Sponsored by: Anthropology Research Collections, Texas A&M University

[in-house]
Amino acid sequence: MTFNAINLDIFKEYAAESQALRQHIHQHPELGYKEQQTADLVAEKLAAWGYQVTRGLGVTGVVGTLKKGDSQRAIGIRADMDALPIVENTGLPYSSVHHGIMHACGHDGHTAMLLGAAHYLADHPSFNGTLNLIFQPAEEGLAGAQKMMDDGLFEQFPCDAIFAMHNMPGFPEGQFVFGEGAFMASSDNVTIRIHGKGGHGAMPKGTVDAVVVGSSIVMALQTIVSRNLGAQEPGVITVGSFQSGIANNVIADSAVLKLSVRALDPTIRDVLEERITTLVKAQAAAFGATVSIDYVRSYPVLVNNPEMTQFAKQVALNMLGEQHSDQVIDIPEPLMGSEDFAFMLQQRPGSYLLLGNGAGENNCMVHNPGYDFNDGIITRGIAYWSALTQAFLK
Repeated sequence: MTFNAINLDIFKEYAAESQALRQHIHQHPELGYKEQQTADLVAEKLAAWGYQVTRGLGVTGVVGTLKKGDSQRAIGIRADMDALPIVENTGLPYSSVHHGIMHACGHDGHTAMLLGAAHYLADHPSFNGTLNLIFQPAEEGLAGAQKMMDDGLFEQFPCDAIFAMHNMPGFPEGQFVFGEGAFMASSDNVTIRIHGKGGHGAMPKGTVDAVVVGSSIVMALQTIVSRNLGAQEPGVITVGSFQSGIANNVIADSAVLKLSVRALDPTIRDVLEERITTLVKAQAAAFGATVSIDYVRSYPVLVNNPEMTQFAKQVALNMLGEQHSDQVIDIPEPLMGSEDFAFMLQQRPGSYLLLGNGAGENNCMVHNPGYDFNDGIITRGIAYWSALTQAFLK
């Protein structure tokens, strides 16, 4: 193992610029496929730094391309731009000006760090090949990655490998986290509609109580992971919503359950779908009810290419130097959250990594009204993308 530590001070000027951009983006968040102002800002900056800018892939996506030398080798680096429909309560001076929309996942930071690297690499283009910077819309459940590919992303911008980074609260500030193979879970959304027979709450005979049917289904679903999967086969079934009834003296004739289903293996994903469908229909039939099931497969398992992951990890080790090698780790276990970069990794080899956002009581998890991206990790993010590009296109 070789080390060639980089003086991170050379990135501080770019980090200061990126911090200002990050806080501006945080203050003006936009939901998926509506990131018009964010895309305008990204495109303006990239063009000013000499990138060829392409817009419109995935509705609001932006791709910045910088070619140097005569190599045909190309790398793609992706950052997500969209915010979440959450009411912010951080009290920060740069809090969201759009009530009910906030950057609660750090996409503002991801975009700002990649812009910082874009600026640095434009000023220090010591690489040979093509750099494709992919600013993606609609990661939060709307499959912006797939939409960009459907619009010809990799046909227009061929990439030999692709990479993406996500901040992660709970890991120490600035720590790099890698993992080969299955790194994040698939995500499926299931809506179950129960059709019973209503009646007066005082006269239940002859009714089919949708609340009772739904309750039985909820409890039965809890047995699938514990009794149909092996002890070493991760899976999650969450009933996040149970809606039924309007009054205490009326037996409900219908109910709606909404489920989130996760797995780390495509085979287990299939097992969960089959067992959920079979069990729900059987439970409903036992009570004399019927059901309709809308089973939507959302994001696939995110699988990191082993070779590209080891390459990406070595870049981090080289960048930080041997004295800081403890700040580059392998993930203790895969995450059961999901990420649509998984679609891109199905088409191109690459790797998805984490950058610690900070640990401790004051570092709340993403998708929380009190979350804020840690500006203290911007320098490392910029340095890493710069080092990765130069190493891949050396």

This public lecture, given by Dr. Alston Thoms (Department of Anthropology, Texas A&M University), draws upon archaeological, ethnohistorical, and ecological data to illustrate the general nature of hunter-gatherer lifeways in the Bryan/College Station area for 12,000 or more years. The region’s native inhabitants always subsisted on wild plants and animals available in their homeland and during the last 1,200 years they traded with farming groups in surrounding areas. Deer, small game animals, and native plants provided most of the people’s diet. Especially important were wild root foods, which often occurred in high densities and were baked in earth ovens with rock heating elements for as long as two days.